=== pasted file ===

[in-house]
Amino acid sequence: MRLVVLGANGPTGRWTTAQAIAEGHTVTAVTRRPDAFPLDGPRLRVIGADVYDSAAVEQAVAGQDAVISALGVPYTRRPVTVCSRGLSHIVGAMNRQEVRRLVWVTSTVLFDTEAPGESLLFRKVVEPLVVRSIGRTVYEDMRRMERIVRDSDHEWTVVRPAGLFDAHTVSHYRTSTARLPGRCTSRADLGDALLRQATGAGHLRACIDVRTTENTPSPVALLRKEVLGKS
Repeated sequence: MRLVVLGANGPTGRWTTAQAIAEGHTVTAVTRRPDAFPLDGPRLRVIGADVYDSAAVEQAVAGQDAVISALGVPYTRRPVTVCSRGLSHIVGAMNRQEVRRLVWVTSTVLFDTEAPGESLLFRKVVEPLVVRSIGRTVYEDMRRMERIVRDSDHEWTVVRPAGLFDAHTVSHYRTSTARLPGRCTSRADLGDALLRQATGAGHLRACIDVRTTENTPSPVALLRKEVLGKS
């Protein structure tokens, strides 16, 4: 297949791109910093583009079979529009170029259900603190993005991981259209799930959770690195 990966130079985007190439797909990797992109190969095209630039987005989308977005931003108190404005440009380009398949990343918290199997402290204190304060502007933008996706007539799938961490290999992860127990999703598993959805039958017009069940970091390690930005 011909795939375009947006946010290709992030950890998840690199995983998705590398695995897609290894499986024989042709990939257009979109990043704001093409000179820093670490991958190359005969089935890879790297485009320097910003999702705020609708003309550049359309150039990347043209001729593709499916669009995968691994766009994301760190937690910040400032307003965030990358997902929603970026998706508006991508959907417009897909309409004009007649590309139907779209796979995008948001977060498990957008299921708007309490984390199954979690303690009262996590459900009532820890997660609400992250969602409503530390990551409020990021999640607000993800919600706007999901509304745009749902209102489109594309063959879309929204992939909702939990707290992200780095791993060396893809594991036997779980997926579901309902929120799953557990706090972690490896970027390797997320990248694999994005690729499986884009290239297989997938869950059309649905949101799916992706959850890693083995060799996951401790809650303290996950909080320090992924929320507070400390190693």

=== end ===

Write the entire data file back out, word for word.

[in-house]
Amino acid sequence: MRLVVLGANGPTGRWTTAQAIAEGHTVTAVTRRPDAFPLDGPRLRVIGADVYDSAAVEQAVAGQDAVISALGVPYTRRPVTVCSRGLSHIVGAMNRQEVRRLVWVTSTVLFDTEAPGESLLFRKVVEPLVVRSIGRTVYEDMRRMERIVRDSDHEWTVVRPAGLFDAHTVSHYRTSTARLPGRCTSRADLGDALLRQATGAGHLRACIDVRTTENTPSPVALLRKEVLGKS
Repeated sequence: MRLVVLGANGPTGRWTTAQAIAEGHTVTAVTRRPDAFPLDGPRLRVIGADVYDSAAVEQAVAGQDAVISALGVPYTRRPVTVCSRGLSHIVGAMNRQEVRRLVWVTSTVLFDTEAPGESLLFRKVVEPLVVRSIGRTVYEDMRRMERIVRDSDHEWTVVRPAGLFDAHTVSHYRTSTARLPGRCTSRADLGDALLRQATGAGHLRACIDVRTTENTPSPVALLRKEVLGKS
């Protein structure tokens, strides 16, 4: 297949791109910093583009079979529009170029259900603190993005991981259209799930959770690195 990966130079985007190439797909990797992109190969095209630039987005989308977005931003108190404005440009380009398949990343918290199997402290204190304060502007933008996706007539799938961490290999992860127990999703598993959805039958017009069940970091390690930005 011909795939375009947006946010290709992030950890998840690199995983998705590398695995897609290894499986024989042709990939257009979109990043704001093409000179820093670490991958190359005969089935890879790297485009320097910003999702705020609708003309550049359309150039990347043209001729593709499916669009995968691994766009994301760190937690910040400032307003965030990358997902929603970026998706508006991508959907417009897909309409004009007649590309139907779209796979995008948001977060498990957008299921708007309490984390199954979690303690009262996590459900009532820890997660609400992250969602409503530390990551409020990021999640607000993800919600706007999901509304745009749902209102489109594309063959879309929204992939909702939990707290992200780095791993060396893809594991036997779980997926579901309902929120799953557990706090972690490896970027390797997320990248694999994005690729499986884009290239297989997938869950059309649905949101799916992706959850890693083995060799996951401790809650303290996950909080320090992924929320507070400390190693």